Home » Contributors » Doggie Blog: Stevenson Style

Doggie Blog: Stevenson Style


 Entry No. 1: Dog Approval is Like a Key to the City

 I remember the exact moment when I realized I COULD love Ted.

 Could and would? Not the same thing. But the feeling of knowing I COULD is something I won’t forget. When the signature “slip-sigh-combo” happened, I relaxed and looked at Ted in an entirely different way.

 He survived the highest test. When he would finally meet my parents, brothers and friends nearly a year later, I was relaxed and fully at ease.

 Lucy, and especially Stanley, after all, had already spoken…. Kind of.

 I thought I was pushing the “meeting” too much and had doubts well before Ted walked through the door to pick me up for our second date.

 I was worried.

 I was anxious.

 I wanted them to like him. I had finally become wise enough to trust their instinct. Their opinion of Ted would be my opinion of him. Ted and I had met through work. I liked him instantly. He was witty, hysterically funny, nice, charming and handsome. We exchanged great emails, texts and calls after our first meeting. More after our first date.

 But none of that mattered until my pack signaled they were comfortable with the Texan who drove up in an enormous diesel pickup and pounded up the sidewalk to my door in his big boots– something this Cali girl wasn’t sure how to handle.

 I gave Ted specific instructions: just come in and sit down to meet the dogs, so he wouldn’t tower over them.

 Both Lucy and Stanley were abandoned at an early age. Lucy was rescued at just six weeks, so she is more forgiving to the human species. She is the momma’s girl 12-pounder with a hellacious under bite that comes off as a little dangerous. Ted was told to give her specific attention immediately. That’s how the Princess rolls in this house. Deal with it.

 And Stanley. Oh, Stanley.

 Stanley was badly beaten with injuries grossly neglected before he was abandoned in the fields of Central California. The San Francisco SPCA managed to swoop in and save him, so I could rescue him. It took two years of patience, thoughtful moves (including no more yelling, screaming, honking and dropping F-bombs when he was in the car with me) before he started to truly trust and love his life and his pack.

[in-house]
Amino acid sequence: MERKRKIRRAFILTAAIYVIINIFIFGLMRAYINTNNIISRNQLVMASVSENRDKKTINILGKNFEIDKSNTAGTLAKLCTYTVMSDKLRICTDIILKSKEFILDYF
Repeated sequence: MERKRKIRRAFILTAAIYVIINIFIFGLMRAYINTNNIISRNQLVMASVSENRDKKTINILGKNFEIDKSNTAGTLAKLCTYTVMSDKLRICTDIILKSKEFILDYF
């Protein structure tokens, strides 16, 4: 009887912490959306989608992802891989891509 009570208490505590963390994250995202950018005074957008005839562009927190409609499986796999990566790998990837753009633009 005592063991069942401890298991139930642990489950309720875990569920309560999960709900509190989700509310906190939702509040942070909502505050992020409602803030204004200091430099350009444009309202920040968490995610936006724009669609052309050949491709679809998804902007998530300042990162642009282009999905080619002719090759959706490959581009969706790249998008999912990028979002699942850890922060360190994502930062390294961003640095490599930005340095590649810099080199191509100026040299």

The doorbell rang, the dogs barked. Ted and I immediately sat on the couch. He was already rubbing Lucy’s belly (bonus points) and didn’t do anything to startle Stanley (major bonus points). Stanley quickly came back into the living room.

 And that’s when it happened. I asked Stanley to come over and meet Ted. He was more than willing to come over, which blew me away.  Then Ted started to pet him softly before digging into Stanley’s chin (triple bonus points).

 But that slip from “sit” to that lazy “lay down” move that smothers feet and warms my heart? That was an epic sign from my big bear of a Great Pyrenees that meant he was comfy, relaxed and ready for anyone to either reach down with gentle hands and rub his chin more or just throw a shoe off and repeatedly rub his belly via foot.

 Lucy and Stanley rule the Stevenson roost. In the nine and seven years I have been blessed to have them, respectively, in my “pack” I have come to realize many things, including: Their approval means everything.

 Unlike humans, who judge for any number of reasons that could easily change because of the weather, the mail or the lack of ice cream in their lives, my dogs have just one goal: living a happy and safe pack life. Everything they do relies on that premise.

 They love routine. They are loyal and loving.  They know safety, comfort and the damage humans can inflict just as much as they know the warmth and care they have in our home. They provide me with laughter and comfort daily. I am a MUCH better person for being their dog mom.

 I have, after some errors in my own judgment, come to rely on their instincts with people. I remember the man that I had invited over for drinks that had whisked Lucy away, like she was a diseased fly.  Stanley wouldn’t come within 20 feet of him. They were right. He was a jerk.

 There are, sadly, too many examples of Lucy and Stanley choosing correctly and either barking wildly or completely ignoring dates or other humans who have come (and all gone) from my life. DISH network people? Amazing! Plumber? Fuck off!

 So the big Stanley sigh as he lays on Ted’s feet? The Lucy paw scratch demanding more attention as she sits on Ted’s chest? Him bending down to greet them first when he walks through the door?

 Those are the things that tell me Ted is a kind and loving man capable of being part of our pack. Those are things that can make you love a man.

Leave a Reply

Your email address will not be published. Required fields are marked *

To prevent spam, please answer the problem below.